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4 Comments

  • Sam Tomaino | February 17, 2011 12:24 AMReply

    I finally saw CAVALCADE when TCM showed it. It's not a bad movie, but it's not a very good one, either. The acting is very stilted and it's hard to believe that dialog was written by Noel Coward. I'm glad I saw it, but have no desire to see it again.

    The same goes with the 1931 CIMARRON, but I found that better than CAVALCADE.

  • mike schlesinger | February 16, 2011 8:38 AMReply

    One tiny little nit (you know what a pedant I am): You said that once WINGS is released, every Oscar winner will be available on DVD. You meant every Best Picture Oscar winner, right?

  • JLewis | February 15, 2011 2:29 AMReply

    The latest buzz on WINGS (per the rumors circulating over at TCM's site) is that some restoration work is being done and its release is being delayed much like GREED (Time-Warner owned). They (assuming Paramount) are fine-tuning a new-and-improved version.

    We hope... that is. Some have seen a special showing recently.

    Poor CAVALCADE has always been attacked for winning over KING KONG (not even nominated), DUCK SOUP, 42ND STREET and others either nominated or neglected during the "second greatest year" of the thirties. Although I was grateful for SUNRISE being included in an earlier Best Picture set put out by Fox, I was scratching my head then and still now as to why the '33 winner did not get included. Actually, it isn't a bad movie at all... even if UPSTAIRS DOWNSTAIRS in the seventies was a little better and had the advantage of being a long-running series that could take its time (instead of a hasty and condensed theatrical feature). Saw that one on VHS.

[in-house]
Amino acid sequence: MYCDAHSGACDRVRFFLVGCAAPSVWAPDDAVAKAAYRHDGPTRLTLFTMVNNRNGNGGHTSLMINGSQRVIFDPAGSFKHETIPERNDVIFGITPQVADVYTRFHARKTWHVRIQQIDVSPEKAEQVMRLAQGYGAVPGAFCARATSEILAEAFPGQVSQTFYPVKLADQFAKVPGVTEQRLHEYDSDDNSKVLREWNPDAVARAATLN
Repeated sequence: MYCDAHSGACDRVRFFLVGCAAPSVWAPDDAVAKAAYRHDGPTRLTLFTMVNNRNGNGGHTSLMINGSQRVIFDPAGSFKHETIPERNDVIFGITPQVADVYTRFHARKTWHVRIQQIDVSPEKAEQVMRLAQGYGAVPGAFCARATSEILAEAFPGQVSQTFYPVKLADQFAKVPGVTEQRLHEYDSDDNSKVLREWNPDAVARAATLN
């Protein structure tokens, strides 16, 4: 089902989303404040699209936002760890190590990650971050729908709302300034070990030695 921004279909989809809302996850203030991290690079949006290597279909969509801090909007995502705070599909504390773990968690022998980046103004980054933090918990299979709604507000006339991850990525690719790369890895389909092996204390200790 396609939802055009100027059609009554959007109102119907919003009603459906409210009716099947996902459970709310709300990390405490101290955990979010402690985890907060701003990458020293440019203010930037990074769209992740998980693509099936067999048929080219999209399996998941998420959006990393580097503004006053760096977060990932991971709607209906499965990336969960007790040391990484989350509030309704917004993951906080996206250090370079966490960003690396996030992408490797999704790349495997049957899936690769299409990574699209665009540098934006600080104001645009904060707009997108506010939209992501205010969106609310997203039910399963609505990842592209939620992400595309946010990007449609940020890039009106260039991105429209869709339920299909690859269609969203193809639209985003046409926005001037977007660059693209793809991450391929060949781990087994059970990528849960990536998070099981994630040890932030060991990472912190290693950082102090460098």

• Marilyn Ferdinand | February 15, 2011 1:29 AMReply

    Leonard, we are honored to have you among our bloggers at this years For the Love of Film fundraiser. You've been a staple in my film library for a long time. Just one thing - the FNF made the money to restore The Prowler all on its own. We'd love to take credit, but we actually raised funds for the National Film Preservation Foundation to restore two short silents found in the New Zealand Archive from which John Ford's silent film Upstream was rescued. We can't wait to see the restored The Sound of Fury, just as I'm sure you're chomping at the bit.